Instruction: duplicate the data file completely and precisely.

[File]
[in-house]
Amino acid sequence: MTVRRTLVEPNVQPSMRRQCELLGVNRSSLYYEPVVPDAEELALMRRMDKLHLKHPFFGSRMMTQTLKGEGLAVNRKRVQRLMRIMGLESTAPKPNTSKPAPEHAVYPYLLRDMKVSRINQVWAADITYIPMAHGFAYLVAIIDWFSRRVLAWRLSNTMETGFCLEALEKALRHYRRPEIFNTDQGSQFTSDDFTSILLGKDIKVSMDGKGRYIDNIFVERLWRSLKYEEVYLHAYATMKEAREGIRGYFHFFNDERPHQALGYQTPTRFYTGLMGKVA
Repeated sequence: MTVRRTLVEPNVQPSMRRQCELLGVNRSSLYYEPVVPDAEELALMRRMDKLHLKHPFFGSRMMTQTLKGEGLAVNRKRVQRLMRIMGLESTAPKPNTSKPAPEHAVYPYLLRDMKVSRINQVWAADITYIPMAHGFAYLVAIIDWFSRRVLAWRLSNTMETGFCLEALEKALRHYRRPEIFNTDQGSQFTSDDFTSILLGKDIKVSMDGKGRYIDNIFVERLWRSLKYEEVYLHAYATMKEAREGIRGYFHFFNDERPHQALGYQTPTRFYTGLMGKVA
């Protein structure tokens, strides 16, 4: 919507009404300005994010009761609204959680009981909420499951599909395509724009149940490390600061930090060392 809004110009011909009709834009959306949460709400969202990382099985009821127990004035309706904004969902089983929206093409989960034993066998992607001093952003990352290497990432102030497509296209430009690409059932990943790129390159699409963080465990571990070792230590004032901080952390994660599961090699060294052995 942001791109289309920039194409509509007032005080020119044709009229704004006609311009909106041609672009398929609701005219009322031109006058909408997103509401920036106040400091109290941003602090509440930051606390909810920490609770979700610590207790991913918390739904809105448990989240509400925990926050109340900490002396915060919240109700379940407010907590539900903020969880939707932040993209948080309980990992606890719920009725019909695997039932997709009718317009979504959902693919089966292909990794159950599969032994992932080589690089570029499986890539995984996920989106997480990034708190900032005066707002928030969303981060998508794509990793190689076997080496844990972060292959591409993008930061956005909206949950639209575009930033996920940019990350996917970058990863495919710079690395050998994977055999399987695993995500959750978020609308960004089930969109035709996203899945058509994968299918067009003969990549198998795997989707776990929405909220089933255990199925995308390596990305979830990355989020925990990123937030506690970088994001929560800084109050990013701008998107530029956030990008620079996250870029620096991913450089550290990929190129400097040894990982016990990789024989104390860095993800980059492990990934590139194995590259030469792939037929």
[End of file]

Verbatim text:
[in-house]
Amino acid sequence: MTVRRTLVEPNVQPSMRRQCELLGVNRSSLYYEPVVPDAEELALMRRMDKLHLKHPFFGSRMMTQTLKGEGLAVNRKRVQRLMRIMGLESTAPKPNTSKPAPEHAVYPYLLRDMKVSRINQVWAADITYIPMAHGFAYLVAIIDWFSRRVLAWRLSNTMETGFCLEALEKALRHYRRPEIFNTDQGSQFTSDDFTSILLGKDIKVSMDGKGRYIDNIFVERLWRSLKYEEVYLHAYATMKEAREGIRGYFHFFNDERPHQALGYQTPTRFYTGLMGKVA
Repeated sequence: MTVRRTLVEPNVQPSMRRQCELLGVNRSSLYYEPVVPDAEELALMRRMDKLHLKHPFFGSRMMTQTLKGEGLAVNRKRVQRLMRIMGLESTAPKPNTSKPAPEHAVYPYLLRDMKVSRINQVWAADITYIPMAHGFAYLVAIIDWFSRRVLAWRLSNTMETGFCLEALEKALRHYRRPEIFNTDQGSQFTSDDFTSILLGKDIKVSMDGKGRYIDNIFVERLWRSLKYEEVYLHAYATMKEAREGIRGYFHFFNDERPHQALGYQTPTRFYTGLMGKVA
């Protein structure tokens, strides 16, 4: 919507009404300005994010009761609204959680009981909420499951599909395509724009149940490390600061930090060392 809004110009011909009709834009959306949460709400969202990382099985009821127990004035309706904004969902089983929206093409989960034993066998992607001093952003990352290497990432102030497509296209430009690409059932990943790129390159699409963080465990571990070792230590004032901080952390994660599961090699060294052995 942001791109289309920039194409509509007032005080020119044709009229704004006609311009909106041609672009398929609701005219009322031109006058909408997103509401920036106040400091109290941003602090509440930051606390909810920490609770979700610590207790991913918390739904809105448990989240509400925990926050109340900490002396915060919240109700379940407010907590539900903020969880939707932040993209948080309980990992606890719920009725019909695997039932997709009718317009979504959902693919089966292909990794159950599969032994992932080589690089570029499986890539995984996920989106997480990034708190900032005066707002928030969303981060998508794509990793190689076997080496844990972060292959591409993008930061956005909206949950639209575009930033996920940019990350996917970058990863495919710079690395050998994977055999399987695993995500959750978020609308960004089930969109035709996203899945058509994968299918067009003969990549198998795997989707776990929405909220089933255990199925995308390596990305979830990355989020925990990123937030506690970088994001929560800084109050990013701008998107530029956030990008620079996250870029620096991913450089550290990929190129400097040894990982016990990789024989104390860095993800980059492990990934590139194995590259030469792939037929």